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Film about Native American gang life in MN is finally being screened here

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A documentary that captures American Indian gang life in rural Minnesota has been screened all over the world in the past year – and now it's coming to Minnesota.

"The Seventh Fire" features two Ojibwe community members of Pine Point, a town on the White Earth Reservation in northern Minnesota. The gang leader, Rob, is heading to prison for the fifth time and must grapple with how he has brought a violent drug culture to his beloved homeland; while 17-year-old Kevin dreams of being a powerful Native gangster.

There’s some real Hollywood power behind the production. It’s presented by acclaimed director Terrence Malick, and produced by actress Natalie Portman.

"I want to make sure 'The Seventh Fire' reaches the widest audience possible because I think it's an important story told with real beauty and power," Portman told the Los Angeles Times.

How to see it in Minnesota

Minnesotans have the opportunity to see and discuss the film on the White Earth Reservation on Monday. The film will be shown at the Shooting Star Casino at 7 p.m., the Bemidji Pioneer reports.

The showing will be part of a bigger event designed to trigger conversation and ideas on how to fight against the drug epidemic on the reservation, lead by citizen groups Red Lives Matter and Idle No More, the paper says.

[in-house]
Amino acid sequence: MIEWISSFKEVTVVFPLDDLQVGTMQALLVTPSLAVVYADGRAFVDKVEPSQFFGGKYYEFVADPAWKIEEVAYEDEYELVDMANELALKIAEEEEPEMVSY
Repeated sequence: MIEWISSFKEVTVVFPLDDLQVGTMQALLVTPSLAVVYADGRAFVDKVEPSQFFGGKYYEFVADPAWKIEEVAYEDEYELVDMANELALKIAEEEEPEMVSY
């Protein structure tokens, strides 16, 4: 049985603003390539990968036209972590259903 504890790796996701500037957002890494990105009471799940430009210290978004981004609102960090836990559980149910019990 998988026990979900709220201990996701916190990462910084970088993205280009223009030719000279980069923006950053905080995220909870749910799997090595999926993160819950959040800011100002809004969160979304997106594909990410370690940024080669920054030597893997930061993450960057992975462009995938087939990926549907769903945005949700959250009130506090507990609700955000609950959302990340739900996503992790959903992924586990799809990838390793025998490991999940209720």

Red Lives Matter wants to tackle the drug problem on the reservation, particularly the growing trend of heroin overdoses – an issue that has alarmed officials across the state in recent weeks.

The group has planned speakers for Tuesday, and a training session to teach people how to use Naloxone, an emergency treatment for drug overdoses, on Wednesday, the Bemidji Pioneer says.

The film will also be screened for the closing night of the of the annual Minneapolis St. Paul International Film Festival on April 23. Tickets for the event go on sale March 24, click here for more information on tickets and here for more on the festival.

"The Seventh Fire" first premiered at the Berlin International Film Festival last year, proving the issues presented in the film are not only relevant to American Indians and the United States, but also across the pond, ScreenDaily reported, noting people found similarities between the film and indigenous groups in Sweden and New Zealand.

"The Seventh Fire" has been shown in three other European countries, Iran, Argentina and several states, the publication said.

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